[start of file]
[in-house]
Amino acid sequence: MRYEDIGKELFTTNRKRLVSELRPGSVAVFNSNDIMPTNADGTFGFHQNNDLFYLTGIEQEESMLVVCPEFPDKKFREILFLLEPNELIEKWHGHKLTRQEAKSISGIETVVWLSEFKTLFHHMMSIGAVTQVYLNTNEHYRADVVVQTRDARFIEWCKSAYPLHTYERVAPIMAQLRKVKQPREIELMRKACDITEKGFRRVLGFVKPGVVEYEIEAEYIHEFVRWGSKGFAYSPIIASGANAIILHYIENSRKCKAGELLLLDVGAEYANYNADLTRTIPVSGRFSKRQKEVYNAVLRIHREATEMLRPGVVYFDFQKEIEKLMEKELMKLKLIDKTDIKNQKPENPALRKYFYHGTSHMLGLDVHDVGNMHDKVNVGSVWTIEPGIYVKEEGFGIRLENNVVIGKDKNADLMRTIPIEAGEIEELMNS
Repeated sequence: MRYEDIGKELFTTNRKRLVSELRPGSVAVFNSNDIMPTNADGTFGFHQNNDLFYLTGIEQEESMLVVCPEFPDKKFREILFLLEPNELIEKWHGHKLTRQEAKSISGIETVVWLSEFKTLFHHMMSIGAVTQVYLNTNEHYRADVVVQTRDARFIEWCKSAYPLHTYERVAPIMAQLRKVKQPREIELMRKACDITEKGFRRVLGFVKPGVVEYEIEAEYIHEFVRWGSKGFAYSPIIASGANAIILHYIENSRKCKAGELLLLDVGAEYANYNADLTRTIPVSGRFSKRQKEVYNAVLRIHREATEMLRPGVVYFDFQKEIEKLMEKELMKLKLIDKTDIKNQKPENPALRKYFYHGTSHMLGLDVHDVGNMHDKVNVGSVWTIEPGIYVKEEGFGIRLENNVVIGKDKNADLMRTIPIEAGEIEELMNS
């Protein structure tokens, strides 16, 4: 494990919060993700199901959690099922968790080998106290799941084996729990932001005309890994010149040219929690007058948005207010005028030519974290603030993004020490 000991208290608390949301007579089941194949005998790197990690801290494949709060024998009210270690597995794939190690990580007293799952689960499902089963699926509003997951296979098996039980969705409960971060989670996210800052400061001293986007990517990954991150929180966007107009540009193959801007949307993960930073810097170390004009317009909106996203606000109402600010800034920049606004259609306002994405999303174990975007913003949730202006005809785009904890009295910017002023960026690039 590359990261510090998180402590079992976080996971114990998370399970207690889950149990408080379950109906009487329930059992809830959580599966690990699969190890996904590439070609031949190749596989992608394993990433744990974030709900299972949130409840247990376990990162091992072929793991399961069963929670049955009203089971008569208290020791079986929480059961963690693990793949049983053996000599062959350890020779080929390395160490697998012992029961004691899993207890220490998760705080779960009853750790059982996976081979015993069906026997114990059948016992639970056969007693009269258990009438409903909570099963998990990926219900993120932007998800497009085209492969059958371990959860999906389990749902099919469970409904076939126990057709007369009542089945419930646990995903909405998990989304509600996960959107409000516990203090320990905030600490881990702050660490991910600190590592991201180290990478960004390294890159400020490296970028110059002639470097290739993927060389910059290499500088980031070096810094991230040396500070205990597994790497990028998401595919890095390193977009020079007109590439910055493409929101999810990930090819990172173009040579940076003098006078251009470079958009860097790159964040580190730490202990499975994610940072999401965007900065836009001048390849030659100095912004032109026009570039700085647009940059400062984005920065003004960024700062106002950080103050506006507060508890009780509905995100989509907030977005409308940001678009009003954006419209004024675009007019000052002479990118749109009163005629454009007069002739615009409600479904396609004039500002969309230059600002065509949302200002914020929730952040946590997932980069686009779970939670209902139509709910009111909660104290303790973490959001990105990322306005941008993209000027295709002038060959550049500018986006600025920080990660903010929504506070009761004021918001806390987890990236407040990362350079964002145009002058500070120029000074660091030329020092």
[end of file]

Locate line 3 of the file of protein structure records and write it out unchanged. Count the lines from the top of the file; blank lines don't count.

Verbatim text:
Repeated sequence: MRYEDIGKELFTTNRKRLVSELRPGSVAVFNSNDIMPTNADGTFGFHQNNDLFYLTGIEQEESMLVVCPEFPDKKFREILFLLEPNELIEKWHGHKLTRQEAKSISGIETVVWLSEFKTLFHHMMSIGAVTQVYLNTNEHYRADVVVQTRDARFIEWCKSAYPLHTYERVAPIMAQLRKVKQPREIELMRKACDITEKGFRRVLGFVKPGVVEYEIEAEYIHEFVRWGSKGFAYSPIIASGANAIILHYIENSRKCKAGELLLLDVGAEYANYNADLTRTIPVSGRFSKRQKEVYNAVLRIHREATEMLRPGVVYFDFQKEIEKLMEKELMKLKLIDKTDIKNQKPENPALRKYFYHGTSHMLGLDVHDVGNMHDKVNVGSVWTIEPGIYVKEEGFGIRLENNVVIGKDKNADLMRTIPIEAGEIEELMNS